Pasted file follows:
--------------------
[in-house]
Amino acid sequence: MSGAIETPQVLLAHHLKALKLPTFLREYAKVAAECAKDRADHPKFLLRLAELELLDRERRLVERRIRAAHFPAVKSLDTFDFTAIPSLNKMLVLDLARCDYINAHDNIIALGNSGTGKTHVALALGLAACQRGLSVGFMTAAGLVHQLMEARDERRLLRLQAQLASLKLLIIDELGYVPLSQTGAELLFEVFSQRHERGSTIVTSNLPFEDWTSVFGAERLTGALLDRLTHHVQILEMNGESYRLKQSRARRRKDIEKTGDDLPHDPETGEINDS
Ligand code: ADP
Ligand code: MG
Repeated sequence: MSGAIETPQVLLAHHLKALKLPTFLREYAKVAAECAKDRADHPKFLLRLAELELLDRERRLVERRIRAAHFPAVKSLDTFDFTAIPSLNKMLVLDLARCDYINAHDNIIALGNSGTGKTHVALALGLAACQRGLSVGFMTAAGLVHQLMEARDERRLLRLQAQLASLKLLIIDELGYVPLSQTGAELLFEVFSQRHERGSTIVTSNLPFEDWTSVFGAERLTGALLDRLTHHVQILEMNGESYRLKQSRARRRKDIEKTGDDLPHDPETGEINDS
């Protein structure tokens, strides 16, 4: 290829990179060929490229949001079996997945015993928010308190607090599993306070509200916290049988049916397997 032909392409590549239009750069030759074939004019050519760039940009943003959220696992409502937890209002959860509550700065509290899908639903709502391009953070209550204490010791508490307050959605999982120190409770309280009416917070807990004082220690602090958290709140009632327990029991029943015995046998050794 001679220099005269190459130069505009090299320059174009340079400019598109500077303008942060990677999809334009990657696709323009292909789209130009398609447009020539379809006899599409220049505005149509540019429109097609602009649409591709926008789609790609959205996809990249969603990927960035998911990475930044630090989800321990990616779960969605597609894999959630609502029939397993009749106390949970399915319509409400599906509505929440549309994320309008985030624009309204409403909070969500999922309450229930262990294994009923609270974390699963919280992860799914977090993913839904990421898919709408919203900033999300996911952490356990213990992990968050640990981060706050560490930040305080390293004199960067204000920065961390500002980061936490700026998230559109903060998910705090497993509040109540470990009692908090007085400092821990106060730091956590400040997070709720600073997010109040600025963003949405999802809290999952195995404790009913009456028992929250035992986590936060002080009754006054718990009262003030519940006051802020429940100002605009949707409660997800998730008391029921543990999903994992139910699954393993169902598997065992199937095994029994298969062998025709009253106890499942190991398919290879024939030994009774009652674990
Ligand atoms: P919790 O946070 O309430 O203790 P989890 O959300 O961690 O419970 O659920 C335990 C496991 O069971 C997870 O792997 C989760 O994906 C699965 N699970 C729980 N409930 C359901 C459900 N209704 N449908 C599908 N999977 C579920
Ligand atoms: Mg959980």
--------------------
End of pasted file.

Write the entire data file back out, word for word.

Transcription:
[in-house]
Amino acid sequence: MSGAIETPQVLLAHHLKALKLPTFLREYAKVAAECAKDRADHPKFLLRLAELELLDRERRLVERRIRAAHFPAVKSLDTFDFTAIPSLNKMLVLDLARCDYINAHDNIIALGNSGTGKTHVALALGLAACQRGLSVGFMTAAGLVHQLMEARDERRLLRLQAQLASLKLLIIDELGYVPLSQTGAELLFEVFSQRHERGSTIVTSNLPFEDWTSVFGAERLTGALLDRLTHHVQILEMNGESYRLKQSRARRRKDIEKTGDDLPHDPETGEINDS
Ligand code: ADP
Ligand code: MG
Repeated sequence: MSGAIETPQVLLAHHLKALKLPTFLREYAKVAAECAKDRADHPKFLLRLAELELLDRERRLVERRIRAAHFPAVKSLDTFDFTAIPSLNKMLVLDLARCDYINAHDNIIALGNSGTGKTHVALALGLAACQRGLSVGFMTAAGLVHQLMEARDERRLLRLQAQLASLKLLIIDELGYVPLSQTGAELLFEVFSQRHERGSTIVTSNLPFEDWTSVFGAERLTGALLDRLTHHVQILEMNGESYRLKQSRARRRKDIEKTGDDLPHDPETGEINDS
């Protein structure tokens, strides 16, 4: 290829990179060929490229949001079996997945015993928010308190607090599993306070509200916290049988049916397997 032909392409590549239009750069030759074939004019050519760039940009943003959220696992409502937890209002959860509550700065509290899908639903709502391009953070209550204490010791508490307050959605999982120190409770309280009416917070807990004082220690602090958290709140009632327990029991029943015995046998050794 001679220099005269190459130069505009090299320059174009340079400019598109500077303008942060990677999809334009990657696709323009292909789209130009398609447009020539379809006899599409220049505005149509540019429109097609602009649409591709926008789609790609959205996809990249969603990927960035998911990475930044630090989800321990990616779960969605597609894999959630609502029939397993009749106390949970399915319509409400599906509505929440549309994320309008985030624009309204409403909070969500999922309450229930262990294994009923609270974390699963919280992860799914977090993913839904990421898919709408919203900033999300996911952490356990213990992990968050640990981060706050560490930040305080390293004199960067204000920065961390500002980061936490700026998230559109903060998910705090497993509040109540470990009692908090007085400092821990106060730091956590400040997070709720600073997010109040600025963003949405999802809290999952195995404790009913009456028992929250035992986590936060002080009754006054718990009262003030519940006051802020429940100002605009949707409660997800998730008391029921543990999903994992139910699954393993169902598997065992199937095994029994298969062998025709009253106890499942190991398919290879024939030994009774009652674990
Ligand atoms: P919790 O946070 O309430 O203790 P989890 O959300 O961690 O419970 O659920 C335990 C496991 O069971 C997870 O792997 C989760 O994906 C699965 N699970 C729980 N409930 C359901 C459900 N209704 N449908 C599908 N999977 C579920
Ligand atoms: Mg959980």